Global 2008 CO2 emissions rose 2 percent: German institute

FRANKFURT (Reuters) - Global carbon dioxide emissions in 2008 rose 1.94 percent year-on-year to 31.5 billion metric tons, German renewable energy industry institute IWR said on Monday, based on official information and its own research.

Smoke billows from chimneys at a chemical factory in Tianjin Municipality, China, December 23, 2008. REUTERS/Stringer

The private institute, which is based in Muenster and advises German ministries, said climate-harming carbon dioxide (CO2) emissions rose for the tenth year in succession, running counter to the 1997 Kyoto Protocol aimed at trying to cut CO2 emissions by 5.2 percent by 2012.

IWR recommends linking measured emissions to individual countries’ renewable energy investment commitments.

It said if negotiators adopted this approach, it could stabilize overall fossil fuels consumption and related CO2 emissions.

“Kyoto is not working out,” said IWR Managing Director Norbert Allnoch. Global emissions are 40 percent above those in 1990, the basis year for the treaty.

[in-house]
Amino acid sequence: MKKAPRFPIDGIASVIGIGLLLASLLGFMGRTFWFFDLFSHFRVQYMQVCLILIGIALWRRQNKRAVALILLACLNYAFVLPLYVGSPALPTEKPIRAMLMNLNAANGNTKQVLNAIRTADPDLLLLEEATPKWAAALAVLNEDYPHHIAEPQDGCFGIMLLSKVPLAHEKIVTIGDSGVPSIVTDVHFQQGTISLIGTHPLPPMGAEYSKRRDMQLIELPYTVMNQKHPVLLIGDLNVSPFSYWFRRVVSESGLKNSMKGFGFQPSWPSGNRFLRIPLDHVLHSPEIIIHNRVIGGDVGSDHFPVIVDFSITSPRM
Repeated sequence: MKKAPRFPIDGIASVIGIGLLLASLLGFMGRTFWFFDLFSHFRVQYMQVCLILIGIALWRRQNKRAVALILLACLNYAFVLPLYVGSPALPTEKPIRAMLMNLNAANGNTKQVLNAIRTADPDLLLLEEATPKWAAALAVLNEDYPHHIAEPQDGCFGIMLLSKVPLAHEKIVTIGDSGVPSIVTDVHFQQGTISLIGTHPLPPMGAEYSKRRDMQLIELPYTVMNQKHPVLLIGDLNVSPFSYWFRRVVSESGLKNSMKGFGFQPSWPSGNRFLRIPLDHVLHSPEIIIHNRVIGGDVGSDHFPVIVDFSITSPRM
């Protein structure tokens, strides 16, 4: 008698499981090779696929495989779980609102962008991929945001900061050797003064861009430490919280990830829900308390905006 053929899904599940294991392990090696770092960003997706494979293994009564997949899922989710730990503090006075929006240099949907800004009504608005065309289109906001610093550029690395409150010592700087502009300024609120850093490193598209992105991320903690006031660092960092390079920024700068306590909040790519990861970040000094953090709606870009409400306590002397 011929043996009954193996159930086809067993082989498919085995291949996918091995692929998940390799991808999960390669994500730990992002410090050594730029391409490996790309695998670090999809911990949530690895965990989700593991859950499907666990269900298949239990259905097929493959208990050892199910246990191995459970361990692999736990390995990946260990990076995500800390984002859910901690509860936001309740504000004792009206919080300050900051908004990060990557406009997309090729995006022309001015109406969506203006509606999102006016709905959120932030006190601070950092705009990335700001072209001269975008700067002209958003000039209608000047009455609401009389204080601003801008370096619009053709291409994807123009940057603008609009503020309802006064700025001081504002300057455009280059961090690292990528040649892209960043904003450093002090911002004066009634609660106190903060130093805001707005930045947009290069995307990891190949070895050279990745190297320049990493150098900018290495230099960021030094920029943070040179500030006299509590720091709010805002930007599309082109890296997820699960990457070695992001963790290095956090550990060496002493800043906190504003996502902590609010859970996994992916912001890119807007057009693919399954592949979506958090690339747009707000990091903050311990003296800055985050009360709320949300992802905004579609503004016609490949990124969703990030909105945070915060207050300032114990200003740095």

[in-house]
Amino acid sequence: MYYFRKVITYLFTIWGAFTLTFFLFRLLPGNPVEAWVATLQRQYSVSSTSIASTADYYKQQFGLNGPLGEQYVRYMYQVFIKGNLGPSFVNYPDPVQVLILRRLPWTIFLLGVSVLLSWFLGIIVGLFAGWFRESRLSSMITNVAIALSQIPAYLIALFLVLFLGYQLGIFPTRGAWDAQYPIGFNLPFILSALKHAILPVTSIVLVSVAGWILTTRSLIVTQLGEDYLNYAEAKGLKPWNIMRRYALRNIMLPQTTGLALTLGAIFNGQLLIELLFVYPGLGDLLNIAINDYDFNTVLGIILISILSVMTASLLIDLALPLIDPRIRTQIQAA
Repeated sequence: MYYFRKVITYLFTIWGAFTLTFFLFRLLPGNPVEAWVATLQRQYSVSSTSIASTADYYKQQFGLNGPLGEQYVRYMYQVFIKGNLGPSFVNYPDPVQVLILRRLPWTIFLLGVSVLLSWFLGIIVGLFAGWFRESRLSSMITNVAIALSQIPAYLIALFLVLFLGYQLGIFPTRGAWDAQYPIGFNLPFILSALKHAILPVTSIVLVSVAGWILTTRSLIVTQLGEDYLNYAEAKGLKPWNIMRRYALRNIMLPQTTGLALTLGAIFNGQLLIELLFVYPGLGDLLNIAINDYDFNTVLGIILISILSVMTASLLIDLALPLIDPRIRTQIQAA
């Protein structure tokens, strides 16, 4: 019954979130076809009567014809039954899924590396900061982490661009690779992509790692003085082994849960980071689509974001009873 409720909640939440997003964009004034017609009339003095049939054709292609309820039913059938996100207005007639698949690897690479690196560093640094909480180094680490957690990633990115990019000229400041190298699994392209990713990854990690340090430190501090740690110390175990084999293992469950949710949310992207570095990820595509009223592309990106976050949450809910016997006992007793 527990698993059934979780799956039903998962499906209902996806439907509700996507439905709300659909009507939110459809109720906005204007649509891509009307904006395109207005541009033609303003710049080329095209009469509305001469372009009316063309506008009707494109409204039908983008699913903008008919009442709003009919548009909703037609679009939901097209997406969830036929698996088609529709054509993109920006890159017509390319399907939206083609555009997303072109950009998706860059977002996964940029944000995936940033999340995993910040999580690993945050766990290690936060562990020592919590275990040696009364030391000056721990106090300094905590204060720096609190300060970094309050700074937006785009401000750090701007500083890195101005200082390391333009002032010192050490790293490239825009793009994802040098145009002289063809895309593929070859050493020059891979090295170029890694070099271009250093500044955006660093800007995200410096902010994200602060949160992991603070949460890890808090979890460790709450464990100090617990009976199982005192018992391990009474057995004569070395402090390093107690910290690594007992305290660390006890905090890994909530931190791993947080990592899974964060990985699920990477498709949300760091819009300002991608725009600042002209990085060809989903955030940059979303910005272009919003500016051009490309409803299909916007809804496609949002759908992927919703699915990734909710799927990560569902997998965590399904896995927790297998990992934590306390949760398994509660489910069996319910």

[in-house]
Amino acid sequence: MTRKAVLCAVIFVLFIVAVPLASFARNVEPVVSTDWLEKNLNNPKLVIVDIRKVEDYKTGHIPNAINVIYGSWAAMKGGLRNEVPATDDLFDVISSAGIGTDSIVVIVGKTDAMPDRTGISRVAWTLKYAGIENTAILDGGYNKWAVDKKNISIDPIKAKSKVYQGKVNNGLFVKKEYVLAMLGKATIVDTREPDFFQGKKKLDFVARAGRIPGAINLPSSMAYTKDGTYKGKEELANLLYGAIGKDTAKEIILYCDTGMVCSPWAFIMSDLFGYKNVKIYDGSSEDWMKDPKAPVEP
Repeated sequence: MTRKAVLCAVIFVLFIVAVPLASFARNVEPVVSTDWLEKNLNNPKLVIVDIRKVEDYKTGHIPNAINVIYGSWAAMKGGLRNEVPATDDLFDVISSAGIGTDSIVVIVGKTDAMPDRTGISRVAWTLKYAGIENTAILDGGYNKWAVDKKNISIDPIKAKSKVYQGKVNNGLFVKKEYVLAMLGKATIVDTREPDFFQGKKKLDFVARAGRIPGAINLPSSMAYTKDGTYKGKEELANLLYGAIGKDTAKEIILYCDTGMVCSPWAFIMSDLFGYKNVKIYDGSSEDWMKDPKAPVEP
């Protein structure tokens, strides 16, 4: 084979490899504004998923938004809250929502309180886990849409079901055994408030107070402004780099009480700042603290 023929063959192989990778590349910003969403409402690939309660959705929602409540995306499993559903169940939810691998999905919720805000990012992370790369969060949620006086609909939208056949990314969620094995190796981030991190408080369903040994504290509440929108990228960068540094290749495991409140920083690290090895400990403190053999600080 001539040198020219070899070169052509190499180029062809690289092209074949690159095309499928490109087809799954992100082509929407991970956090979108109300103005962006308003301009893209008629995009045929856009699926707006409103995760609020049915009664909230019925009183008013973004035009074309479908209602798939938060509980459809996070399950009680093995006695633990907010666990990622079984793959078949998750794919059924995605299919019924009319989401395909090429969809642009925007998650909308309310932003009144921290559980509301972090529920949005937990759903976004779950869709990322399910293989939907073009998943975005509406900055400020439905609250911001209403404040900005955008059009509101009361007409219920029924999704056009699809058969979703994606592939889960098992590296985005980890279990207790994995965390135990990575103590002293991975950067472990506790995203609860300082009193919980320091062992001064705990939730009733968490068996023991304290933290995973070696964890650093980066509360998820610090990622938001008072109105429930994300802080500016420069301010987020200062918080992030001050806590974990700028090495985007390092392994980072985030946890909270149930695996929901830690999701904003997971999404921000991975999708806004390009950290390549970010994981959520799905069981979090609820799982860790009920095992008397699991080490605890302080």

“(Our recommendation) is a better approach than trying to persuade countries to curb their industrial activities, which inevitably creates hostility and bickering over who should be doing what to protect the climate,” he said.

The approach would involve linking the CO2 output of each of the 65 countries and some other regions to investments in renewable energy industries such as wind, solar or biofuels.

Some 120 billion euros ($170.3 billion) were invested in renewables in 2008, IWR said.

It said this should at least be quadrupled to total around 500 billion euros a year for the world to reverse the runaway trend in CO2 pollution.

“The higher the CO2 emissions, the higher the renewables investment in each country should be,” Allnoch said.

Carbon dioxide emissions from heavy industry participating in the European Union’s Emissions Trading Scheme fell 3.1 percent last year compared with 2007, the EU’s executive Commission said in mid-May.

This was due to falling industrial output from the global economic slowdown, it said.

Reporting by Vera Eckert; editing by Nina Chestney and James Jukwey